I'm sorry, but I guess I don't understand you.
What is the wrong sensor distance limit number in the game ?
 
As a (hopefully) helpful tool, I also made this spreadsheet to calculate how your "detectability" changes as your ship heats up and cools down. It also includes a sheet to add in thermal loads from firing weapons.

Heat Curve

It's not the most user-friendly thing; but it should hopefully give you an idea of what the benefits and trade-offs are for different outfitting options.
 
It depends on your target. Just because your sensor range is only 5.5 km doesn’t mean you can only see out to 5.5 km; my initial post was about exactly that, in a sense.

The short version is that as a ship heats up, it can be seen/targeted from farther and farther away. As a general rule of thumb, a ship that is emitting twice as much heat as it’s average emissions rating can be targeted out to 4 times whatever your sensor range happens to be; a ship that is emitting half of its average emissions can be targeted out to just 25% of your sensor range.
This is the thing that confuses players. When they say "Sensor Range", why does that not mean "the range at which the sensor stops working"? <- Rhetorical.

Eg Enemy Sensor Range = 5k, is what it sounds like, but we get Oh, it will detect between 3.4 to 6.3 depending on your vessel size and heat, and you DON'T know what grade sensor your enemy even has anyway, or if it's modded for longer or shorter ranges. So maybe it's not 5 k to start with.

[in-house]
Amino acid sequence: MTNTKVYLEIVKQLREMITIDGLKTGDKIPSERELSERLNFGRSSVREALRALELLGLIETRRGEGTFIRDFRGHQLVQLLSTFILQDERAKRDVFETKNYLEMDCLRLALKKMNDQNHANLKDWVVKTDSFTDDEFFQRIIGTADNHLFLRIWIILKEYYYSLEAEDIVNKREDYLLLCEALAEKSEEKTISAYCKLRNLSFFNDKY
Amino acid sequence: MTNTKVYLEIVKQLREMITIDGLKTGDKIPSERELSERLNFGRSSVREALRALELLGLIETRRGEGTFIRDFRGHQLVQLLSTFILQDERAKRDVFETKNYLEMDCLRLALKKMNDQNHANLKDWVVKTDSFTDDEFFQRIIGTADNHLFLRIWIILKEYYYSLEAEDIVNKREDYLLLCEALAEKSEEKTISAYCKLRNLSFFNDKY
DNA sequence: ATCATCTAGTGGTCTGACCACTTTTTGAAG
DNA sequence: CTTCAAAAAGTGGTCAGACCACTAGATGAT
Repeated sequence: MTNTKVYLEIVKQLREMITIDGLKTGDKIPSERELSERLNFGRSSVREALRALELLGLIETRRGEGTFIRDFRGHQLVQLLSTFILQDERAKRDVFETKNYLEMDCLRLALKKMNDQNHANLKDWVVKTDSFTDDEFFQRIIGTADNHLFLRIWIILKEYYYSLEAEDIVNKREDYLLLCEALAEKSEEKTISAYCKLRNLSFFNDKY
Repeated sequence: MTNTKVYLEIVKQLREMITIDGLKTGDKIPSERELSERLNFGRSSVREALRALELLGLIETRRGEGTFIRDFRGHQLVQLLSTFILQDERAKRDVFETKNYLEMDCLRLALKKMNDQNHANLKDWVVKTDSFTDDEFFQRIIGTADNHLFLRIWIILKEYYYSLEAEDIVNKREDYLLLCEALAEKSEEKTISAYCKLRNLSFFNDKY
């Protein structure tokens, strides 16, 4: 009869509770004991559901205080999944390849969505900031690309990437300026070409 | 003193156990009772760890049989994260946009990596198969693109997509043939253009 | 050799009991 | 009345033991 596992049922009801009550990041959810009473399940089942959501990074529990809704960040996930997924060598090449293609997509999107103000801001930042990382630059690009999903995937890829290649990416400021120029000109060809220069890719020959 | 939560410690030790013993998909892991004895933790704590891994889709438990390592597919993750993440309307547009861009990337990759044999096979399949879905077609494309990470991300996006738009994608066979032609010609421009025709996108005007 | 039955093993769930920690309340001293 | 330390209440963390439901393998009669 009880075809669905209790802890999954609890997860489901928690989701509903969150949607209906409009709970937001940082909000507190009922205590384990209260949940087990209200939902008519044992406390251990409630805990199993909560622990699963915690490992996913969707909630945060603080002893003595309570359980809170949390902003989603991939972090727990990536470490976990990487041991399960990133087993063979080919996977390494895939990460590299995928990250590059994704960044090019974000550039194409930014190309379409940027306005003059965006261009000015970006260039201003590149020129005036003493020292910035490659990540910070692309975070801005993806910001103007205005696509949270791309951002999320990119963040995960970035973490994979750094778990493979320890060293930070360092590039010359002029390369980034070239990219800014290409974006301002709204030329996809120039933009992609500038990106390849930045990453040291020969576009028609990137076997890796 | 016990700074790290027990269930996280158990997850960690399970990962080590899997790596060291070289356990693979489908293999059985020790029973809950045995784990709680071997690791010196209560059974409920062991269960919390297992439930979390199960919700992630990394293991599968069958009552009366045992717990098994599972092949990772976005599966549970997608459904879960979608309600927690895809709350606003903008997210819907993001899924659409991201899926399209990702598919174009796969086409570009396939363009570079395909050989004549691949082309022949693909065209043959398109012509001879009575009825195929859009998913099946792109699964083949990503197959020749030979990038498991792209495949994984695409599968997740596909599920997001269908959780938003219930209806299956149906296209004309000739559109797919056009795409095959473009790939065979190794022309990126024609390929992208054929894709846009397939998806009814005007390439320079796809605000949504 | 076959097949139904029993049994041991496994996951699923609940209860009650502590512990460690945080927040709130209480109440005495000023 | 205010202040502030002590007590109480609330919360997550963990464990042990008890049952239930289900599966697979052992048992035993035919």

This is compounded by the differences between NPC behaviour and players. Things lack consistency.

What I'm trying to say is that they made it complex, but we get no usable gameplay from it, we get Physics Experiments instead.

In practice, once you shoot an NPC, it pretty much knows where you are. Persuing stealth mechanics in combat is pointless, since the DBS railgun meta, but it could be helpful in escaping maybe?

Does Silent Running/ ejection of Heatsinks matter to an enemy 's ability to target and hit your running ship? Maybe, depending on how you open the range?
So we need to be small, cold and fast?
 
This is the thing that confuses players. When they say "Sensor Range", why does that not mean "the range at which the sensor stops working"? <- Rhetorical.

Eg Enemy Sensor Range = 5k, is what it sounds like, but we get Oh, it will detect between 3.4 to 6.3 depending on your vessel size and heat, and you DON'T know what grade sensor your enemy even has anyway, or if it's modded for longer or shorter ranges. So maybe it's not 5 k to start with.